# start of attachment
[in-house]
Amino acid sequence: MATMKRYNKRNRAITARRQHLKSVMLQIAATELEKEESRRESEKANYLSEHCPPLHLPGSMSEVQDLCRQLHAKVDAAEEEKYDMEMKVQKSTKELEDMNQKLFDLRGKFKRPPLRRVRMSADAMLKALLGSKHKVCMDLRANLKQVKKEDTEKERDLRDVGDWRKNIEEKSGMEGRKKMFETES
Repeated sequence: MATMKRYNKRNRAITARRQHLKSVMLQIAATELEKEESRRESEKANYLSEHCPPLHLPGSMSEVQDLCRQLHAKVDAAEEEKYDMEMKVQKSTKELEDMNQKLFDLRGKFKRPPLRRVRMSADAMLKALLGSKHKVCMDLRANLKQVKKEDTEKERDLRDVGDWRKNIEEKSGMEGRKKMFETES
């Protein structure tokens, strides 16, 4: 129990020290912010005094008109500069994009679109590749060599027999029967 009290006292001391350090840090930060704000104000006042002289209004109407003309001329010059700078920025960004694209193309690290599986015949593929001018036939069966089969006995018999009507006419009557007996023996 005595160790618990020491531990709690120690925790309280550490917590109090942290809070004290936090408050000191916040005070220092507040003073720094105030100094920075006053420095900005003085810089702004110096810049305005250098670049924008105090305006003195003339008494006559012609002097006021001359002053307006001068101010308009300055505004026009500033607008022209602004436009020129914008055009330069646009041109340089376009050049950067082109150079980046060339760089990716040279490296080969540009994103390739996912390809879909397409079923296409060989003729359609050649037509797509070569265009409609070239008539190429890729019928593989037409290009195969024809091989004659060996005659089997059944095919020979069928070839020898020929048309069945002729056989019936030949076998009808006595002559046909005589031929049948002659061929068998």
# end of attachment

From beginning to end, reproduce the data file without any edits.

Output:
[in-house]
Amino acid sequence: MATMKRYNKRNRAITARRQHLKSVMLQIAATELEKEESRRESEKANYLSEHCPPLHLPGSMSEVQDLCRQLHAKVDAAEEEKYDMEMKVQKSTKELEDMNQKLFDLRGKFKRPPLRRVRMSADAMLKALLGSKHKVCMDLRANLKQVKKEDTEKERDLRDVGDWRKNIEEKSGMEGRKKMFETES
Repeated sequence: MATMKRYNKRNRAITARRQHLKSVMLQIAATELEKEESRRESEKANYLSEHCPPLHLPGSMSEVQDLCRQLHAKVDAAEEEKYDMEMKVQKSTKELEDMNQKLFDLRGKFKRPPLRRVRMSADAMLKALLGSKHKVCMDLRANLKQVKKEDTEKERDLRDVGDWRKNIEEKSGMEGRKKMFETES
């Protein structure tokens, strides 16, 4: 129990020290912010005094008109500069994009679109590749060599027999029967 009290006292001391350090840090930060704000104000006042002289209004109407003309001329010059700078920025960004694209193309690290599986015949593929001018036939069966089969006995018999009507006419009557007996023996 005595160790618990020491531990709690120690925790309280550490917590109090942290809070004290936090408050000191916040005070220092507040003073720094105030100094920075006053420095900005003085810089702004110096810049305005250098670049924008105090305006003195003339008494006559012609002097006021001359002053307006001068101010308009300055505004026009500033607008022209602004436009020129914008055009330069646009041109340089376009050049950067082109150079980046060339760089990716040279490296080969540009994103390739996912390809879909397409079923296409060989003729359609050649037509797509070569265009409609070239008539190429890729019928593989037409290009195969024809091989004659060996005659089997059944095919020979069928070839020898020929048309069945002729056989019936030949076998009808006595002559046909005589031929049948002659061929068998």